Wednesday, August 22, 2007

Myth #2 - Small parties will rule the province!

A common myth about MMP is that it will lead to small parties holding the legislature hostage with unreasonable political power as their ransom. This has simply never been the case with MMP.

In all cases of a coalition government with MMP, there has never been a case where a small party has hijacked the legislature and been so uncooperative that they've threatened the life of the Parliament. Rather, small parties know that there is no use in trying to be uncooperative since defeating the government in hopes of winning a majority is near impossible under MMP.

Also, it is in a smaller party's best interest to cooperate since it is only thanks to their larger coalition partner that they have the opportunity to implement some of their policies. The larger coalition partner would also be hesitant in giving their junior partner too much power.

Which small parties could there be in Ontario under MMP?

It's difficult to answer this question looking at election results under our current system (First past the post). However, if we take the results of the last election (2003) we see that there in fact wouldn't have been so-called small parties; only the Liberals, Tories, and New Democrats would have been in the legislature. The Green Party won 2.8% of the vote in 2003 thereby falling short of the 3% threshold needed to elect MPPs to Queen's Park.

Saturday, August 18, 2007

10 Lies about MMP

Another Ottawa blogger has compiled the 10 greatest lies promulgated by people who have not looked at MMP in depth.
Above, Germans don traditional dress in the state of Bavaria to exerise their democratic duties. Germany has used MMP since the institution of the Federal Republic and have had as many elections as Ontario in the same amount of time: 16.

Sunday, August 12, 2007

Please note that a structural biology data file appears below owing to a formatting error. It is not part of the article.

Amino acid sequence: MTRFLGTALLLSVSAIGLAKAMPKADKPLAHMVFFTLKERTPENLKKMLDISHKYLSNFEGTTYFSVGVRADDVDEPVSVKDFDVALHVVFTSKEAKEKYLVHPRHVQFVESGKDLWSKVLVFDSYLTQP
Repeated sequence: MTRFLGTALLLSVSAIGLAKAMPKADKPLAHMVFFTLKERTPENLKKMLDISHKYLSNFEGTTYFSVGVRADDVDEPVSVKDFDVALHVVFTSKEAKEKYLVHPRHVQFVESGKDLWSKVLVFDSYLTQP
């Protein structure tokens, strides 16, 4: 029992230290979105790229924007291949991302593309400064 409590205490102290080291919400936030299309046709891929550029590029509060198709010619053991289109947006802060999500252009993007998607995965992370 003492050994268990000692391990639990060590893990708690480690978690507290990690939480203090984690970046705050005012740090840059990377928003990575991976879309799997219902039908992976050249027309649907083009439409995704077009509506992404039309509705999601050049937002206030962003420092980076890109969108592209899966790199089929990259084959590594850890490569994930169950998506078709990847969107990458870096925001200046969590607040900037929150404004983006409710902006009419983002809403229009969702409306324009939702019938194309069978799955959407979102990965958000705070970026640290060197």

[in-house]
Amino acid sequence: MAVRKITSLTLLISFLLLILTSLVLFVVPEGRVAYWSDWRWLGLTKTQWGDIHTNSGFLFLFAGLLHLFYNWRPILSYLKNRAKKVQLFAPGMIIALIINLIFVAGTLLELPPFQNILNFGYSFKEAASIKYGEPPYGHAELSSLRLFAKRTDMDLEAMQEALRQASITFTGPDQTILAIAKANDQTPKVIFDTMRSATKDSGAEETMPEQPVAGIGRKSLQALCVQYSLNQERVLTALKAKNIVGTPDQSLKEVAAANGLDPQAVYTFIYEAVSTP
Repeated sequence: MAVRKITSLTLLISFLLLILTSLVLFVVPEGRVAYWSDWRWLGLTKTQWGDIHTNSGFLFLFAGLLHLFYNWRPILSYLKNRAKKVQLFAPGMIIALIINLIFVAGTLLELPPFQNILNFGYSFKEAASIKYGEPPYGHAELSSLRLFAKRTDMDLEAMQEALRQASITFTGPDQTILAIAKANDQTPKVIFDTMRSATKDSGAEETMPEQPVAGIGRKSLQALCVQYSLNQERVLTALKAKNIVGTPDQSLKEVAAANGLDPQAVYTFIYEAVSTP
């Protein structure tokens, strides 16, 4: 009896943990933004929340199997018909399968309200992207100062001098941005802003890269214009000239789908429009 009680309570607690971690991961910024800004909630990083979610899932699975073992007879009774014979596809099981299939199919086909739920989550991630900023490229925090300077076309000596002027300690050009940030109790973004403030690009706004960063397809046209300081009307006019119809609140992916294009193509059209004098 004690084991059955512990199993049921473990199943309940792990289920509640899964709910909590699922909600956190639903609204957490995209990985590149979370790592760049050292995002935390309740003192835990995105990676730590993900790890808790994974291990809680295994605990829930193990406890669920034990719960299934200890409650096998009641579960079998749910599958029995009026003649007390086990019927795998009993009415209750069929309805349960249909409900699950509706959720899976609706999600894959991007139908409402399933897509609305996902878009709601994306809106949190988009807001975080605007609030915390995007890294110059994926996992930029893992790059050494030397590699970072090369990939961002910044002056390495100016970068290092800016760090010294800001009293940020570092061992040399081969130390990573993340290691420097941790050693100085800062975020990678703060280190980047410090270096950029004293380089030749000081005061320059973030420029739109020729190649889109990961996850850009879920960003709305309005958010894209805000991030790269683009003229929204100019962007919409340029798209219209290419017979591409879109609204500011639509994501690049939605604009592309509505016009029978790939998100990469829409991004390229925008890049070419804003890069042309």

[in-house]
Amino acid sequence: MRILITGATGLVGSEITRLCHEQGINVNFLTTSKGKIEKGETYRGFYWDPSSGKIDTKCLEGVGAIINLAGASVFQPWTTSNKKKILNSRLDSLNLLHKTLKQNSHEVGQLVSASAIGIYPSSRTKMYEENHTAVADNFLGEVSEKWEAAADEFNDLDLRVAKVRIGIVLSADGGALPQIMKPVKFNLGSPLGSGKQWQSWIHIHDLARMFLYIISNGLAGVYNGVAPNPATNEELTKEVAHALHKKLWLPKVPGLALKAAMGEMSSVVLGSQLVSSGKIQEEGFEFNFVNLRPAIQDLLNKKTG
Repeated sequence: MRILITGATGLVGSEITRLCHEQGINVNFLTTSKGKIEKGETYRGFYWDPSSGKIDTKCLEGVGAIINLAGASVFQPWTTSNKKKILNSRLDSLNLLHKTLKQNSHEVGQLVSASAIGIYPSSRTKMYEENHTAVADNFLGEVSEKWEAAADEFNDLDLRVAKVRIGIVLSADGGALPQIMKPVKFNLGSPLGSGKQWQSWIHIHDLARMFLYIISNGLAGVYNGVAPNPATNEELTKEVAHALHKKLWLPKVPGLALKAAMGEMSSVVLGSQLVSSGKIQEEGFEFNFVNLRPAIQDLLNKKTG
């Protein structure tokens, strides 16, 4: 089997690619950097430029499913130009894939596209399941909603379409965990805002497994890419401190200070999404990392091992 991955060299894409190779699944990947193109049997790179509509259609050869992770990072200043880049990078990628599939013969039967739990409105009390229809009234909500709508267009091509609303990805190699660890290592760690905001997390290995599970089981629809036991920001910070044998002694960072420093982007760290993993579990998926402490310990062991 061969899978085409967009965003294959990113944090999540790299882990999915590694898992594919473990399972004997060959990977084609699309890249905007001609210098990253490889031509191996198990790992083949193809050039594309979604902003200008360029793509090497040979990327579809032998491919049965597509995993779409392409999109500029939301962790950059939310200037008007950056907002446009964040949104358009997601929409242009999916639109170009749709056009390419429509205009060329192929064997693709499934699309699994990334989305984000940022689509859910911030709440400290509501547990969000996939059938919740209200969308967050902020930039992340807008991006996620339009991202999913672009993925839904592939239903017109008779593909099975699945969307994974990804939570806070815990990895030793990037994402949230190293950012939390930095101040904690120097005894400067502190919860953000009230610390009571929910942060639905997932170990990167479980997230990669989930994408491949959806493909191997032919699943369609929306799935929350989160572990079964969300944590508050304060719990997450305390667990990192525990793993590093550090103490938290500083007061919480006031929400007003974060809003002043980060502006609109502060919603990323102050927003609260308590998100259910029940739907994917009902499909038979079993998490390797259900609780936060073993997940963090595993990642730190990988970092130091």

Archived radio debate on CBC Ottawa, 9 minutes

Vote for MMP's Peter Black debated a representative of those against MMP on CBC Ottawa on Friday, 10 August 2007.

The debate is archived here.

Friday, August 10, 2007

Challenges to MMP #1: But we'll end up having elections every 2 years if we adopt MMP!

A common misperception is that voting systems like MMP mean governments fall more easily thereby resulting in more elections. Bollocks!

Germany (and the former West Germany) have had just as many elections as Ontario has in the same time period (since the late 1948 there's been 16 in Germany and 16 in Ontario). Germany has had MMP since 1948 and Ontario has had our First past the post system for the same period (and longer). Germany is often used as an example because their electoral system is very close to the MMP system proposed to Ontario.

Others may point to Israel as an example where governments fall apart. However, Israel has a pure proportional representation system (PR) such that the entire country is basically one riding and people only vote for parties. The example of Israel itself is somewhat extreme since political tensions there are unique in the world.

New Zealand switched to MMP for their 1996 election and have had stable elections (every three years is their custom).

In short, switching to MMP results in stable governments. Perhaps the most import change is that governments who under our current system would be in a hurry to call an election if they are riding high in the polls would not under MMP since they would most likely not receive a majority government. Likewise, the opposition party who finds itself at around 36% in the polls would be less cautious in defeating the government since there's no guarantee that they'll win a majority government either.

MMP=stable government

Tuesday, August 7, 2007

New Elections Ontario website up for referendum

Elections Ontario has posted its website to educate voters on the highly-anticipated referendum on electoral reform. The site educates voters on the two systems, our present one and the proposed Mixed Member Proportion (MMP). There is an exhaustive list of links to follow as well as an FAQs section. Below is what seems to be the proposed ballot to be used in the referendum.

Remember to vote in favour of MMP on October 10th!

Elections Ontario (neither for nor against MMP) has also done the following:

  • registered a profile and group on Facebook for people to get access to more information and discuss the referendum -
  • set-up a public, toll-free information telephone line, 1-888-ONTVOTE (1-888-668-8683)
  • set-up an easy-to-share widget for individuals to use and share (available later this month)
  • designed traditional advertising including province-wide radio, television and print outlets, as well as direct-to-voter information via direct mail
  • engaged over 100 dedicated Resource Officers who can deliver community information sessions throughout the province